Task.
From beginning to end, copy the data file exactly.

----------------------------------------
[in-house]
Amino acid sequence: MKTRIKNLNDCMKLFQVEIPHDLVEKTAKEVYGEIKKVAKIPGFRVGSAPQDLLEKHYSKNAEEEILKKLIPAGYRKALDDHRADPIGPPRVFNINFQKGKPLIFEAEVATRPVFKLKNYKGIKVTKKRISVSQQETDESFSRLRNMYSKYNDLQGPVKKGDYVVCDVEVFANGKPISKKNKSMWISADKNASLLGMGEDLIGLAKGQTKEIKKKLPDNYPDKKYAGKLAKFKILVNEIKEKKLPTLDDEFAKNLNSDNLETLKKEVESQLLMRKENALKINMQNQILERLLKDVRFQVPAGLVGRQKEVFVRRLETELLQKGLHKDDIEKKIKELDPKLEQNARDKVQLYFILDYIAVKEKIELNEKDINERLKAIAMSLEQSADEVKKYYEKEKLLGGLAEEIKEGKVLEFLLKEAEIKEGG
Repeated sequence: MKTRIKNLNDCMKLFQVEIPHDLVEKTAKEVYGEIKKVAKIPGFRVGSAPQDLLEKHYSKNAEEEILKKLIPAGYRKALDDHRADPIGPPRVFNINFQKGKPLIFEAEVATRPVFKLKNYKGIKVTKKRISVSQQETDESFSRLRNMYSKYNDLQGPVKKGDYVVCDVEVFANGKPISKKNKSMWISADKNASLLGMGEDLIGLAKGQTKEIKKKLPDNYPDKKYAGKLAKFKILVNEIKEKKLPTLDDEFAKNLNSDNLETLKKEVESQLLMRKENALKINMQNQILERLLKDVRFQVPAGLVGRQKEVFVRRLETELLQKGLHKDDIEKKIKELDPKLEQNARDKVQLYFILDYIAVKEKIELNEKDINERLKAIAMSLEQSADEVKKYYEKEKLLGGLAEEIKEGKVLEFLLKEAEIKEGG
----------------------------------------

[in-house]
Amino acid sequence: MKTRIKNLNDCMKLFQVEIPHDLVEKTAKEVYGEIKKVAKIPGFRVGSAPQDLLEKHYSKNAEEEILKKLIPAGYRKALDDHRADPIGPPRVFNINFQKGKPLIFEAEVATRPVFKLKNYKGIKVTKKRISVSQQETDESFSRLRNMYSKYNDLQGPVKKGDYVVCDVEVFANGKPISKKNKSMWISADKNASLLGMGEDLIGLAKGQTKEIKKKLPDNYPDKKYAGKLAKFKILVNEIKEKKLPTLDDEFAKNLNSDNLETLKKEVESQLLMRKENALKINMQNQILERLLKDVRFQVPAGLVGRQKEVFVRRLETELLQKGLHKDDIEKKIKELDPKLEQNARDKVQLYFILDYIAVKEKIELNEKDINERLKAIAMSLEQSADEVKKYYEKEKLLGGLAEEIKEGKVLEFLLKEAEIKEGG
Repeated sequence: MKTRIKNLNDCMKLFQVEIPHDLVEKTAKEVYGEIKKVAKIPGFRVGSAPQDLLEKHYSKNAEEEILKKLIPAGYRKALDDHRADPIGPPRVFNINFQKGKPLIFEAEVATRPVFKLKNYKGIKVTKKRISVSQQETDESFSRLRNMYSKYNDLQGPVKKGDYVVCDVEVFANGKPISKKNKSMWISADKNASLLGMGEDLIGLAKGQTKEIKKKLPDNYPDKKYAGKLAKFKILVNEIKEKKLPTLDDEFAKNLNSDNLETLKKEVESQLLMRKENALKINMQNQILERLLKDVRFQVPAGLVGRQKEVFVRRLETELLQKGLHKDDIEKKIKELDPKLEQNARDKVQLYFILDYIAVKEKIELNEKDINERLKAIAMSLEQSADEVKKYYEKEKLLGGLAEEIKEGKVLEFLLKEAEIKEGG